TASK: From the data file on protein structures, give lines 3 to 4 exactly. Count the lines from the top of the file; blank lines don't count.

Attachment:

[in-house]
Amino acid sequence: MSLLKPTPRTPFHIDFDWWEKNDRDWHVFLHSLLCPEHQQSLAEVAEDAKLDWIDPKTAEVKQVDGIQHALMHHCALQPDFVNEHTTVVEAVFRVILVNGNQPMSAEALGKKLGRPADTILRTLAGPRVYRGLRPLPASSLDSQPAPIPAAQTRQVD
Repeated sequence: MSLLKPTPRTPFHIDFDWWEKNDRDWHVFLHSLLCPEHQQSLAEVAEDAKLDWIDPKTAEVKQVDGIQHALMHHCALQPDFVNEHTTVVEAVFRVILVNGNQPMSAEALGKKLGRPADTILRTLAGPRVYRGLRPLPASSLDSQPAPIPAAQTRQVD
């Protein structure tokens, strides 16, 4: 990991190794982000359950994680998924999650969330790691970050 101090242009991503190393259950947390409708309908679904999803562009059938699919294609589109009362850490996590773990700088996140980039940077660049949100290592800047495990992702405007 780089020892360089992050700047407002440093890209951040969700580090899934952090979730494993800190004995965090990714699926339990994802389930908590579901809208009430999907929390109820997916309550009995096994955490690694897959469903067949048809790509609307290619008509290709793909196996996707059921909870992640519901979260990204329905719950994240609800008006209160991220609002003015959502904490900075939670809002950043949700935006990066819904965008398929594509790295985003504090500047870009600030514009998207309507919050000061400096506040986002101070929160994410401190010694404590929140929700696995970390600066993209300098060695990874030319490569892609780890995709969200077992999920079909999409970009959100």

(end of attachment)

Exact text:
Repeated sequence: MSLLKPTPRTPFHIDFDWWEKNDRDWHVFLHSLLCPEHQQSLAEVAEDAKLDWIDPKTAEVKQVDGIQHALMHHCALQPDFVNEHTTVVEAVFRVILVNGNQPMSAEALGKKLGRPADTILRTLAGPRVYRGLRPLPASSLDSQPAPIPAAQTRQVD
């Protein structure tokens, strides 16, 4: 990991190794982000359950994680998924999650969330790691970050 101090242009991503190393259950947390409708309908679904999803562009059938699919294609589109009362850490996590773990700088996140980039940077660049949100290592800047495990992702405007 780089020892360089992050700047407002440093890209951040969700580090899934952090979730494993800190004995965090990714699926339990994802389930908590579901809208009430999907929390109820997916309550009995096994955490690694897959469903067949048809790509609307290619008509290709793909196996996707059921909870992640519901979260990204329905719950994240609800008006209160991220609002003015959502904490900075939670809002950043949700935006990066819904965008398929594509790295985003504090500047870009600030514009998207309507919050000061400096506040986002101070929160994410401190010694404590929140929700696995970390600066993209300098060695990874030319490569892609780890995709969200077992999920079909999409970009959100």